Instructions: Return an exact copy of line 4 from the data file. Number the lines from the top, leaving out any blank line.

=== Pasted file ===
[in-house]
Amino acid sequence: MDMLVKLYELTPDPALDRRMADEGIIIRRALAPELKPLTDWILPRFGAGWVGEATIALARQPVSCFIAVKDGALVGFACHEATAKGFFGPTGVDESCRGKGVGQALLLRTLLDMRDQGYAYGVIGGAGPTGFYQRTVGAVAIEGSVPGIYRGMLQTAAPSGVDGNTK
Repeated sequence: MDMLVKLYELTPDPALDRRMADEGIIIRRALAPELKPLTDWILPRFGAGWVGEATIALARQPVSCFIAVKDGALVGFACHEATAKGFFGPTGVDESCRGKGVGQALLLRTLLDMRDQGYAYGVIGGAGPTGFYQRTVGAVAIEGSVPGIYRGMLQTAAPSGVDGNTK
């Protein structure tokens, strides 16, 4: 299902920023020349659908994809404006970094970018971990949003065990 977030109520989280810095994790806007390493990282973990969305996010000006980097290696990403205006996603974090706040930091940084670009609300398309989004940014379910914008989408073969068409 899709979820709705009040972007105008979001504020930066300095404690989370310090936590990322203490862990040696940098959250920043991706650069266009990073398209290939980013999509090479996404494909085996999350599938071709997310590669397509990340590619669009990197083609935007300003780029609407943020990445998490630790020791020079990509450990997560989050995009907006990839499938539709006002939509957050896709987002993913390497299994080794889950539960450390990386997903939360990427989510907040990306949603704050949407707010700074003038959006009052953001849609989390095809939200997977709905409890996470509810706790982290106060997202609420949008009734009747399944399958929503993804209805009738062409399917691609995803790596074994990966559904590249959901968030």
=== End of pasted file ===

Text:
């Protein structure tokens, strides 16, 4: 299902920023020349659908994809404006970094970018971990949003065990 977030109520989280810095994790806007390493990282973990969305996010000006980097290696990403205006996603974090706040930091940084670009609300398309989004940014379910914008989408073969068409 899709979820709705009040972007105008979001504020930066300095404690989370310090936590990322203490862990040696940098959250920043991706650069266009990073398209290939980013999509090479996404494909085996999350599938071709997310590669397509990340590619669009990197083609935007300003780029609407943020990445998490630790020791020079990509450990997560989050995009907006990839499938539709006002939509957050896709987002993913390497299994080794889950539960450390990386997903939360990427989510907040990306949603704050949407707010700074003038959006009052953001849609989390095809939200997977709905409890996470509810706790982290106060997202609420949008009734009747399944399958929503993804209805009738062409399917691609995803790596074994990966559904590249959901968030």